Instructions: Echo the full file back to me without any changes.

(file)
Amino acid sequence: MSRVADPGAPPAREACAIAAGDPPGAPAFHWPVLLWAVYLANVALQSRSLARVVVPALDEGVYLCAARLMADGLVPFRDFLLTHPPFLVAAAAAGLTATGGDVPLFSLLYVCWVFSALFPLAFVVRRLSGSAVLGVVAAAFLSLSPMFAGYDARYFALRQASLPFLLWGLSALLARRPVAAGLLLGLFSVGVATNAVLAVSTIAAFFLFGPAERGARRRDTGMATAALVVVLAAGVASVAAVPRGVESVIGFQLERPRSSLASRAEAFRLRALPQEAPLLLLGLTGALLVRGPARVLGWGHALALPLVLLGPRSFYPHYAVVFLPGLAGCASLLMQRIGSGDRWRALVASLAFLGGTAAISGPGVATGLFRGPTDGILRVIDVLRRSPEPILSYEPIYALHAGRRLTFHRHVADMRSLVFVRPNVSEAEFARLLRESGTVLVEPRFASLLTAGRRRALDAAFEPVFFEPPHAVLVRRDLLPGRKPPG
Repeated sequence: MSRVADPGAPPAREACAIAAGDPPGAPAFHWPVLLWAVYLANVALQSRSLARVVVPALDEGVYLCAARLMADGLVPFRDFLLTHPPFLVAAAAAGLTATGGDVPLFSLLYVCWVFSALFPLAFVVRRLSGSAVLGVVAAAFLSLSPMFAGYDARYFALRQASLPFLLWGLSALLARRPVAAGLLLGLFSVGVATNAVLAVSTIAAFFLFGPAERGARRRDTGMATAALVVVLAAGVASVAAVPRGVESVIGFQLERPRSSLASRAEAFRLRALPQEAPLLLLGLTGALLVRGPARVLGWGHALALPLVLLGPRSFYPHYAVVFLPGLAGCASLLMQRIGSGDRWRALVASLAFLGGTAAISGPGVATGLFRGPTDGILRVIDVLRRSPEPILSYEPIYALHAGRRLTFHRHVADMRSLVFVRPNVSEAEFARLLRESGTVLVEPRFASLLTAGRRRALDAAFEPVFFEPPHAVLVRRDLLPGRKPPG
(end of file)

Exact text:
Amino acid sequence: MSRVADPGAPPAREACAIAAGDPPGAPAFHWPVLLWAVYLANVALQSRSLARVVVPALDEGVYLCAARLMADGLVPFRDFLLTHPPFLVAAAAAGLTATGGDVPLFSLLYVCWVFSALFPLAFVVRRLSGSAVLGVVAAAFLSLSPMFAGYDARYFALRQASLPFLLWGLSALLARRPVAAGLLLGLFSVGVATNAVLAVSTIAAFFLFGPAERGARRRDTGMATAALVVVLAAGVASVAAVPRGVESVIGFQLERPRSSLASRAEAFRLRALPQEAPLLLLGLTGALLVRGPARVLGWGHALALPLVLLGPRSFYPHYAVVFLPGLAGCASLLMQRIGSGDRWRALVASLAFLGGTAAISGPGVATGLFRGPTDGILRVIDVLRRSPEPILSYEPIYALHAGRRLTFHRHVADMRSLVFVRPNVSEAEFARLLRESGTVLVEPRFASLLTAGRRRALDAAFEPVFFEPPHAVLVRRDLLPGRKPPG
Repeated sequence: MSRVADPGAPPAREACAIAAGDPPGAPAFHWPVLLWAVYLANVALQSRSLARVVVPALDEGVYLCAARLMADGLVPFRDFLLTHPPFLVAAAAAGLTATGGDVPLFSLLYVCWVFSALFPLAFVVRRLSGSAVLGVVAAAFLSLSPMFAGYDARYFALRQASLPFLLWGLSALLARRPVAAGLLLGLFSVGVATNAVLAVSTIAAFFLFGPAERGARRRDTGMATAALVVVLAAGVASVAAVPRGVESVIGFQLERPRSSLASRAEAFRLRALPQEAPLLLLGLTGALLVRGPARVLGWGHALALPLVLLGPRSFYPHYAVVFLPGLAGCASLLMQRIGSGDRWRALVASLAFLGGTAAISGPGVATGLFRGPTDGILRVIDVLRRSPEPILSYEPIYALHAGRRLTFHRHVADMRSLVFVRPNVSEAEFARLLRESGTVLVEPRFASLLTAGRRRALDAAFEPVFFEPPHAVLVRRDLLPGRKPPG